China will go a long way toward determining whether the new sanctions really do have "bite," analysts say.
"As long as China allows North Korea to operate, as long as China provides food, energy assistance, and investment, the sanctions really don't matter," said Doug Bandow of the Cato Institute.
North Korea notoriously allows many of its people to live in malnutrition and starvation. Still, the country needs a functioning economy, partly to finance its military, Bandow explained.
"Kim Jong Un is now paying the price for going ahead with a nuclear test despite Chinese warnings not to create trouble during the political transition that has been under way in Beijing the past year," Mark Fitzpatrick, director of the Non-Proliferation and Disarmament Programme at the UK-based International Institute for Strategic Studies, said this week.
Future levels of Chinese grain sales to North Korea are a possible indicator of Beijing's commitment to putting meaningful pressure on Pyongyang, he said.
Ken Gause, an analyst with CNA, said the new sanctions won't deter North Korea from building up its nuclear program.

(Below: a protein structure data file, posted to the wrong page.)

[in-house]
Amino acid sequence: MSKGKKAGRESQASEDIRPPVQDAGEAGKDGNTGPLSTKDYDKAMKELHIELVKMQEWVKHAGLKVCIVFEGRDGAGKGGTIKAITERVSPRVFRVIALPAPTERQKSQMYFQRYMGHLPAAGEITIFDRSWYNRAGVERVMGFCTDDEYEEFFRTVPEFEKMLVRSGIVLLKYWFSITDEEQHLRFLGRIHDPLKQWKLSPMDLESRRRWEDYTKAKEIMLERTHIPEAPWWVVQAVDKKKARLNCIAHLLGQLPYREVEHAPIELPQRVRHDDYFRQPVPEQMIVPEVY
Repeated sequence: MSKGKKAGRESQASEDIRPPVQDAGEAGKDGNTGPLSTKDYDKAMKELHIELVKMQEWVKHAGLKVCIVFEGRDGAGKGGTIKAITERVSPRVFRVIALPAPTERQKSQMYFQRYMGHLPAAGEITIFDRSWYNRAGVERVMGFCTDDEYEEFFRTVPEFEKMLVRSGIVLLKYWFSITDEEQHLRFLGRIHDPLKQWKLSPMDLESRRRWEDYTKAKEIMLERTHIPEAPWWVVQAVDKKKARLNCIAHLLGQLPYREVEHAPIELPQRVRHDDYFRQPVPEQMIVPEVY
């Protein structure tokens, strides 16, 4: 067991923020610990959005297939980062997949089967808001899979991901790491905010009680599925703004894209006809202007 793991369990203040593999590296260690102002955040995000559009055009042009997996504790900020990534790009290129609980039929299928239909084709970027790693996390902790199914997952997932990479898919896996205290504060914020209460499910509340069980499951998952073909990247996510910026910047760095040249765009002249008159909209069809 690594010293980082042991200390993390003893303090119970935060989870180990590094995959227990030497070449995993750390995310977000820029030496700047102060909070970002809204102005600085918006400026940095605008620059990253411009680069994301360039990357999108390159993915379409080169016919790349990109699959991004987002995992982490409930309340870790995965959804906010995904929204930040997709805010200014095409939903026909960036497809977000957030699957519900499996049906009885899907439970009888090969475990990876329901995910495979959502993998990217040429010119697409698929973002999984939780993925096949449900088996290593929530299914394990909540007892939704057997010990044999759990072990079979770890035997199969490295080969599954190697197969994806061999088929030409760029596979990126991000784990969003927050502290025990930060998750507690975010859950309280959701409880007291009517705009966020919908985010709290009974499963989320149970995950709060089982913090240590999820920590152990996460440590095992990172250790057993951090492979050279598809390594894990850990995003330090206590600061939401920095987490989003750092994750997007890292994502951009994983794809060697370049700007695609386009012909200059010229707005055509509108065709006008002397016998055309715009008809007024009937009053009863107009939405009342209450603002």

"North Korea last year inserted language into its constitution that the country is a nuclear power. To walk back from this, especially under pressure from the outside world, would undermine Kim Jong Un's legitimacy and make him vulnerable. He will not do this," said Gause.
North Korea casts U.N. sanctions as part of an aggressive, U.S.-led conspiracy against it.
North Korea said the underground nuclear blast it conducted February 12 was more powerful than its two previous detonations and used a smaller, lighter device, suggesting advances in its weapons program.
It was the first nuclear test the isolated state has carried out since Kim inherited power in December 2011 after the death of his father, Kim Jong Il, who made building up North Korea's military strength the focus of his 17-year rule.
The test followed the North's long-range rocket launch in December that succeeded in putting an object in orbit. Pyongyang insisted the launch had peaceful aims, but it was widely viewed as a test of its ballistic missile technology.
North and South Korea have technically been at war for decades. The 1950-53 civil war ended in a truce rather than a peace treaty.
China supported the North with materiel and troops in the Korean War. The United States backed the South in the conflict, with soldiers from the two countries fighting side by side. About 28,500 U.S. soldiers are currently stationed in South Korea.